By consuming the fecal sacs the chicks produce, both parents clean the nest and provide food for the nestlings. When the nestlings are between 12 and 19 days old, they depart the nest. The male keeps feeding the fledglings for about two weeks. The female constructs a fresh nest and starts caring for the following brood.

After they become independent, young house finches form large flocks. The following spring, these juvenile finches will be able to reproduce. (Palmer and Fowler, 1975).

  • How frequently does reproduction occur? In one summer, a breeding pair may lay up to six clutches of eggs.
  • Breeding season
    House finches breed between March and August.
  • Range eggs per season
    3 to 6
  • Average eggs per season
  • Range time to hatching
    12 to 17 days
  • Average time to hatching
    13.5 days
  • Range fledging age
    12 to 19 days
  • Age range for females reaching sexual or reproductive maturity: 1 to 1 year
  • Age range for males reaching sexual or reproductive maturity: one to one year

After the eggs hatch, the female tends to the chicks by incubating them. A few days after the chicks hatch, the male helps take care of the female by bringing food to her. When the chicks are inside the nest, both parents feed them. The male typically keeps feeding the chicks after they leave the nest, and the female starts constructing the nest for the following brood.

  • Parental Investment
  • altricial
  • pre-fertilization
    • provisioning
    • protecting
      • female
  • pre-hatching/birth
    • protecting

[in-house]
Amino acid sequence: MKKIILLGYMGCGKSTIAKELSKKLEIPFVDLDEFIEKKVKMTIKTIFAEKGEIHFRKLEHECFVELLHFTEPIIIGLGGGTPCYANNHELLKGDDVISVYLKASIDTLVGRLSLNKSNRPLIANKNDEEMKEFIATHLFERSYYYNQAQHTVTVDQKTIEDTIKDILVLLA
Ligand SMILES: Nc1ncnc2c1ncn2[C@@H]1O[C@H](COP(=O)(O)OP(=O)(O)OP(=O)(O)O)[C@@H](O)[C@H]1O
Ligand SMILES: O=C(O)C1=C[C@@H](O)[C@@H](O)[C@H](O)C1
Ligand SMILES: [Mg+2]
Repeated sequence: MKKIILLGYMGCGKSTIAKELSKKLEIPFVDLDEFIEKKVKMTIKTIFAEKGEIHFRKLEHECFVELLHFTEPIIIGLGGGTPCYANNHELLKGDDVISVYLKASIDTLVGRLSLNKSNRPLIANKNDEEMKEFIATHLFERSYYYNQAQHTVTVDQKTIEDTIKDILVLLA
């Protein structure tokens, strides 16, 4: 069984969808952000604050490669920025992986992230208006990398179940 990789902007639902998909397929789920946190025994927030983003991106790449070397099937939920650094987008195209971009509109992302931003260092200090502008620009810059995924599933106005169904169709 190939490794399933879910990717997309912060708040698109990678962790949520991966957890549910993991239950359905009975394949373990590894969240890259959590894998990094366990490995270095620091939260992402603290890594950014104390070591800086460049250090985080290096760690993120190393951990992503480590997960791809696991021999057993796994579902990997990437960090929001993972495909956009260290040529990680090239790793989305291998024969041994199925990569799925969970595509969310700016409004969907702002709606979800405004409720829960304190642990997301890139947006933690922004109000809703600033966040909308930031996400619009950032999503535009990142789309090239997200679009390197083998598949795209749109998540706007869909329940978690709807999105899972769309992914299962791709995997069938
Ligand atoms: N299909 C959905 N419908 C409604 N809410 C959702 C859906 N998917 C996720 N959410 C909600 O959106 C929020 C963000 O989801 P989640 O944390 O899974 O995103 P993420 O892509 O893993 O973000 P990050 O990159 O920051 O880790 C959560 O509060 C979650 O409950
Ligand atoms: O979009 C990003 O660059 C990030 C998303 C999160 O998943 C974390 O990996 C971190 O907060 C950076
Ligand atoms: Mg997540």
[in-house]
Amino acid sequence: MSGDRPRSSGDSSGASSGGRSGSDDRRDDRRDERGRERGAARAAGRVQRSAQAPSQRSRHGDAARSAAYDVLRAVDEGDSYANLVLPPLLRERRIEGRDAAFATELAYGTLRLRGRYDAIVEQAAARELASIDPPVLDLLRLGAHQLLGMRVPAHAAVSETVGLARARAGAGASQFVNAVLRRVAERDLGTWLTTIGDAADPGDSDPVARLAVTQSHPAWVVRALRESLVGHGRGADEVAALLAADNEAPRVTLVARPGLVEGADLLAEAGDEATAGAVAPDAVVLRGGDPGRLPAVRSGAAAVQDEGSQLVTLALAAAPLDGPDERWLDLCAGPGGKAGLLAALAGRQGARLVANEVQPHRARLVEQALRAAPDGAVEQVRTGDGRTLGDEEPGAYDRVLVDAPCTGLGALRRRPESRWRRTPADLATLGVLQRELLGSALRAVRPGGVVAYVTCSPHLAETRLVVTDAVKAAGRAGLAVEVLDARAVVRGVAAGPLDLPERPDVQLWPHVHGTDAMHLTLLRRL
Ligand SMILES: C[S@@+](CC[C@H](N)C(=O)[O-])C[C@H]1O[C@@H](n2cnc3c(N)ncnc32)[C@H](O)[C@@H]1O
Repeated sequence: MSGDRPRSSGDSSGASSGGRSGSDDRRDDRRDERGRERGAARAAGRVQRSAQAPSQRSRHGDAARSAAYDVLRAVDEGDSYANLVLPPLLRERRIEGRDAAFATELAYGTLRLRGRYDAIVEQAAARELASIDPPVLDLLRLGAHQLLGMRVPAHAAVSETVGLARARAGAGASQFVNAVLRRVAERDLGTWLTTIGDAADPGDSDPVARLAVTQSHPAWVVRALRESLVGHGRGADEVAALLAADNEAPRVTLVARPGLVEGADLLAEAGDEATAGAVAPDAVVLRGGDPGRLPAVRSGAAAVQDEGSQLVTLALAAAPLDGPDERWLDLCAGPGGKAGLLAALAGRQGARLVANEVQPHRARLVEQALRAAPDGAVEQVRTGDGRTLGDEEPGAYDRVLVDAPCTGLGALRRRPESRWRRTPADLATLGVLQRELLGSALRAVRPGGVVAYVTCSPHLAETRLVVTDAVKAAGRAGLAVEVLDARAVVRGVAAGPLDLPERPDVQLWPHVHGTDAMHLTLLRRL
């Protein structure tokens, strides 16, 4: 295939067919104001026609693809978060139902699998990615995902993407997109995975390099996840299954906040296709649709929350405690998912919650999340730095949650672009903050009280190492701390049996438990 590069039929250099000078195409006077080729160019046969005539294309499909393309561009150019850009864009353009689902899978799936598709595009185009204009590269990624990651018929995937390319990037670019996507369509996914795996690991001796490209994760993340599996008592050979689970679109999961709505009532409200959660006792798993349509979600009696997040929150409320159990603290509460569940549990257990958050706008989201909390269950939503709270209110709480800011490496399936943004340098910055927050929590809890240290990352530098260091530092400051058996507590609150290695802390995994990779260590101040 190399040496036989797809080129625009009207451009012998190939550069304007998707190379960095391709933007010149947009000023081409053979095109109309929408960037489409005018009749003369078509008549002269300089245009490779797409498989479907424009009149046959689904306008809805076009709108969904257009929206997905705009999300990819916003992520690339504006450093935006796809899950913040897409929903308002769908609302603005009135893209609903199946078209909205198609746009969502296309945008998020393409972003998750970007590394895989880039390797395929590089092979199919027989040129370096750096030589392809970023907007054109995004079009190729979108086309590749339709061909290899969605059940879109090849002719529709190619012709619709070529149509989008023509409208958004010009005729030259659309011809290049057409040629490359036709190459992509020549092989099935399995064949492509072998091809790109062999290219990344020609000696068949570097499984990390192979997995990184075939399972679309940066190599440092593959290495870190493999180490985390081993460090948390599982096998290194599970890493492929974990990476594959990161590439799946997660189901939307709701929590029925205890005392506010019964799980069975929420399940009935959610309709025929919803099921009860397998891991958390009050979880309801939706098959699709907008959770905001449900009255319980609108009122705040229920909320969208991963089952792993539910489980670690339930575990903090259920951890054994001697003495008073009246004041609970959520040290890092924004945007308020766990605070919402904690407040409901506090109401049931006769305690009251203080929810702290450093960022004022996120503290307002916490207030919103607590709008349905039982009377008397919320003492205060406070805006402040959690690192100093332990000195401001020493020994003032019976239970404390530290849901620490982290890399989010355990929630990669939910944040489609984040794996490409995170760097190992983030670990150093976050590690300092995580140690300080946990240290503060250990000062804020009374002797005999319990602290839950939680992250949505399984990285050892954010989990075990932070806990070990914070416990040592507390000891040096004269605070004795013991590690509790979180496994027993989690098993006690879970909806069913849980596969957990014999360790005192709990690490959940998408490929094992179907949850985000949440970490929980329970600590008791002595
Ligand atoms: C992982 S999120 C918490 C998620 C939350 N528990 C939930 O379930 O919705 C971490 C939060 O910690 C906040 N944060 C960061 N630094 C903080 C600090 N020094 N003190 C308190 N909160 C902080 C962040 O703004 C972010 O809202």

• female
  • pre-weaning/fledging
    • provisioning
      • male
      • female
    • protecting
      • male
      • female
  • pre-independence
    • provisioning
      • male

What do they look like?

House finches are small songbirds. Adults typically weigh 19 to 22 g and measure 14 cm in length. Their wings are about 8. 4 cm long and tails are about 6. 6 cm long. Females are approximately 1. 3 cm shorter than males. Males have rosy-pink throats and rumps. They have a red line across their eyes, a light red streak down their backs, a whitish and brown streak down their abdomens, and brown streaks on their wings, sides, and tails. Females may have some pale red coloring in addition to their general brownish color. Young house finches look similar to adult females.

House Finches may be confused with Purple Finches. The upper parts of purple finches are more reddish in color, while their abdomens are not streaked.

  • Other Physical Features
  • endothermic
  • bilateral symmetry
  • Sexual Dimorphism
  • male larger
  • sexes colored or patterned differently
  • male more colorful
  • Range mass
    19 to 22 g
    0.67 to 0.78 oz
  • Average length
    14 cm
    5.51 in
  • Average basal metabolic rate
    0.3108 W


How often do finches lay eggs in a year?

House finches breed between March and August. A breeding pair may lay as many as 6 clutches of eggs in one summer, but they usually can only successfully raise up to 3 clutches. The female builds the nests, which are shallow and cup-shaped.

How long do finch babies stay in nest?

Clutch Size:
2-6 eggs
Egg Length:
0.6-0.8 in (1.6-2.1 cm)
Egg Width:
0.5-0.6 in (1.3-1.5 cm)
Incubation Period:
13-14 days
Nestling Period:
12-19 days

Do finches use the same nest every year?

House finch can have up to six broods each year between March and August, but they are more likely to have two or three. They also will reuse their nests for the subsequent broods. A house finch is more likely to return to her nest than she is to pick the same mate.

Do finches sit on their eggs all the time?

Once a pair starts sitting, they must do so nearly around the clock until the chicks hatch.